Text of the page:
“I never thought I would walk again.”
These words left me speechless. During an internship in an inpatient rehabilitation facility, I had been working with someone who recently underwent a transfemoral amputation. He was in a motor vehicle accident that nearly killed him. We worked through many periods of frustration and pain during our physical therapy sessions, finally seeing a reward after walking with a prosthetic, similar to this one.
As he walked, I focused on the quality of his gait, seeing that he needed some correction with his hip circumduction and excessive stance width. He didn’t care. Even as our patient took these steps, I felt as if I was reducing a life-changing moment to a slew of arbitrary jargon. He just walked without crutches for the first time since his life turned upside down. Not only that — I was also trying to pay attention to another patient and document both sessions despite how important these steps were to him. After our session, he hugged me and thanked me, and the room got really dusty really fast.
That was a special moment for me. It reminded me to fight the desensitization that comes with being a health professional. It’s tough to remember the importance of each moment when you’re also keeping track of other patients in the clinic, staying on top of the amount of time left in the session, and documenting efficiently throughout the day. This was one of the most important events in this person’s life, yet I was trying to juggle a handful of other tasks instead of offering my entire self to our patient. Perhaps I will be more mindful in the future as I continue to develop my clinical skills. On the other hand, perhaps I should be afraid of desensitization getting even worse with experience.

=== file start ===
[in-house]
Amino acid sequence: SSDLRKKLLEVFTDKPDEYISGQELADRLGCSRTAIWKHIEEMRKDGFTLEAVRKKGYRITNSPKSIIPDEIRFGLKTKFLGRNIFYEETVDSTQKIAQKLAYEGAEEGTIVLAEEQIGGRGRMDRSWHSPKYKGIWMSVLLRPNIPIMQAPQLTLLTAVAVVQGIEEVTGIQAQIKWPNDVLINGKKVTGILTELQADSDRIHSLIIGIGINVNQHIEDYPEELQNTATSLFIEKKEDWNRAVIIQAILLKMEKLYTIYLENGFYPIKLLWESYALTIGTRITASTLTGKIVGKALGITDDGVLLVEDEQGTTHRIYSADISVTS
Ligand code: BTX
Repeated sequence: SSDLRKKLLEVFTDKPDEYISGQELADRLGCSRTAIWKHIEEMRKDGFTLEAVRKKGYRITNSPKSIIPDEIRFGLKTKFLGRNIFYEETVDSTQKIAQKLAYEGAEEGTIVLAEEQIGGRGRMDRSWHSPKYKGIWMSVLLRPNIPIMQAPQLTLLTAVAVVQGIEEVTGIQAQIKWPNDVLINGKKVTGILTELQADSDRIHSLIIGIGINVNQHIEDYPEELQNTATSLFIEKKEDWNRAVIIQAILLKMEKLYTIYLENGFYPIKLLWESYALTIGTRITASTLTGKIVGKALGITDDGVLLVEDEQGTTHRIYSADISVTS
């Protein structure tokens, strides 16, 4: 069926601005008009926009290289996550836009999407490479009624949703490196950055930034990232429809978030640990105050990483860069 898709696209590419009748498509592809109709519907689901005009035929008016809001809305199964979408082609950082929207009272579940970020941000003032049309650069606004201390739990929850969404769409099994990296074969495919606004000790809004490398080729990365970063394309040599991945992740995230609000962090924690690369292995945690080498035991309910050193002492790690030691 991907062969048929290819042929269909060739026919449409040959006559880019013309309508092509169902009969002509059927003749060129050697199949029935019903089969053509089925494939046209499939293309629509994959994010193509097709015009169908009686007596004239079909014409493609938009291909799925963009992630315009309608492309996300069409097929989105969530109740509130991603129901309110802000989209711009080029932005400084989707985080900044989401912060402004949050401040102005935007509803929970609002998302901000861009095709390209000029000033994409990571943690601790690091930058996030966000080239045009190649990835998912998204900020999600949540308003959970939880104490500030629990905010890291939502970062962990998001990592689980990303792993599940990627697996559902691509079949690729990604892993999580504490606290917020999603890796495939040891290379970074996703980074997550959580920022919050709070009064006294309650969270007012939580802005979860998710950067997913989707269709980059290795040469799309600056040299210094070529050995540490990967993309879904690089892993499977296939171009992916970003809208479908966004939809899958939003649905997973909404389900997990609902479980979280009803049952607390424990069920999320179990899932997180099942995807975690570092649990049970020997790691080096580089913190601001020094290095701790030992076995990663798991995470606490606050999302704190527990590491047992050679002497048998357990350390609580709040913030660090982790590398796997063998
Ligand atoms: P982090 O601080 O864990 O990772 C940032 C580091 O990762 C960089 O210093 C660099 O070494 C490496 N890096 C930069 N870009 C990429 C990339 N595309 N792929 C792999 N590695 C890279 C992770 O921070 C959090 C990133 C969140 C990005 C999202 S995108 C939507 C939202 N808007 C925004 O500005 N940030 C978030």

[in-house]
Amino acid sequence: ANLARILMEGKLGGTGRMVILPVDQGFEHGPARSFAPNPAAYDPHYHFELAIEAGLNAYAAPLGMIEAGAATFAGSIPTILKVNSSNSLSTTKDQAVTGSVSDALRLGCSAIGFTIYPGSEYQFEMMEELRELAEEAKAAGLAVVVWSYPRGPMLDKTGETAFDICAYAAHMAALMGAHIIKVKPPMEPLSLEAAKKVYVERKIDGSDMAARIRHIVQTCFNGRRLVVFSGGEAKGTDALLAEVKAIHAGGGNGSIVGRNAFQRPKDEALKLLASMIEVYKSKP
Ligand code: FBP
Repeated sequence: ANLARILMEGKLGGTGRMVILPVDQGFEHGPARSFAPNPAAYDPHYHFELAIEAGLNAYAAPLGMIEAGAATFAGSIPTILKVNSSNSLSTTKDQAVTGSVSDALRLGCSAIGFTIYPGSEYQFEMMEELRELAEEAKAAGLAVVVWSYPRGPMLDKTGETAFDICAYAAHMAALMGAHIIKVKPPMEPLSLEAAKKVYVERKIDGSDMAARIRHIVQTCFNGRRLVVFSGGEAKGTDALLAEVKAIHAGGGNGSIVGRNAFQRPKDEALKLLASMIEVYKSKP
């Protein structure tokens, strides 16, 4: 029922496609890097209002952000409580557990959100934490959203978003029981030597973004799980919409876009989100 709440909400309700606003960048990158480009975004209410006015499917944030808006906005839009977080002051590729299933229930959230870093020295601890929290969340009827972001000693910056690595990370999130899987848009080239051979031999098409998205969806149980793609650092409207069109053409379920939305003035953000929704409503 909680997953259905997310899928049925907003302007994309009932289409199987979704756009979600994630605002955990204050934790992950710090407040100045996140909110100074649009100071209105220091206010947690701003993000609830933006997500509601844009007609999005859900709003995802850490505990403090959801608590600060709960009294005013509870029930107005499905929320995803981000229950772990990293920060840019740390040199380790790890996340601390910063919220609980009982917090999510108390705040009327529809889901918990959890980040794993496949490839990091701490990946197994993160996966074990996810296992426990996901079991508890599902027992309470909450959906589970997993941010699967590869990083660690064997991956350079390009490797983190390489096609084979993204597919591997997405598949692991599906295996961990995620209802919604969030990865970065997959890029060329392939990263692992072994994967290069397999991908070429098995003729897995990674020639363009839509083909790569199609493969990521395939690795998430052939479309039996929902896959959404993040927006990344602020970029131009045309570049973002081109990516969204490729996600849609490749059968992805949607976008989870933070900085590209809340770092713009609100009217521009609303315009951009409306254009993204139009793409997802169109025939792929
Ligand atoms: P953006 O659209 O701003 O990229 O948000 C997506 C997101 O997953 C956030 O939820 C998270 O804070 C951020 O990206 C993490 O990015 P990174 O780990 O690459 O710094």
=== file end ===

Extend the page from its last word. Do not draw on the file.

When I saw the relief and contentment on our patient’s face, I felt that every hour of studying and every tuition dollar was worth it. It is a profound privilege to be a therapist, and our patient reminded me of this in a huge way. Even though he probably had no idea, he taught me a simple, invaluable lesson: If I’m afraid of losing touch with people, then I should be more present with people.
We should ask ourselves whether our systems in health care allow us to be truly present. It’s easy to blame problems on declining reimbursement, productivity demands, and documentation, but we need to challenge ourselves to do our best with what we have. If something about our health care system is truly interfering with our ability to deliver patient-centered care, however, then it’s time for a new system. What is more, we need to hold each other accountable and encourage one another to keep the patient at the center of our priorities.
Ultimately, this story was also a reminder of why I applied to physical therapy school in the first place. Of course I value the science behind physical medicine and rehabilitation, but I didn’t pursue the physical therapy profession because of science alone. If you are a health professional (or studying to become one), why did you choose your career? I chose this profession because of the opportunity to practice evidence-based medicine while building relationships with people. I chose a career in rehabilitation not just because of the evidence about pain, but because of the evidence about hope. “Hope is important,” as Thich Nhat Hanh writes, “because it can make the present moment less difficult to bear. If we believe that tomorrow will be better, we can bear a hardship today.”
The next time I see someone take their first steps with a prosthesis (or get out of bed without assistance, or return to the basketball court, or play with their grandchildren again), I’ll try to remember that I’m not just in the business of rehabilitation. I’m in the business of hope.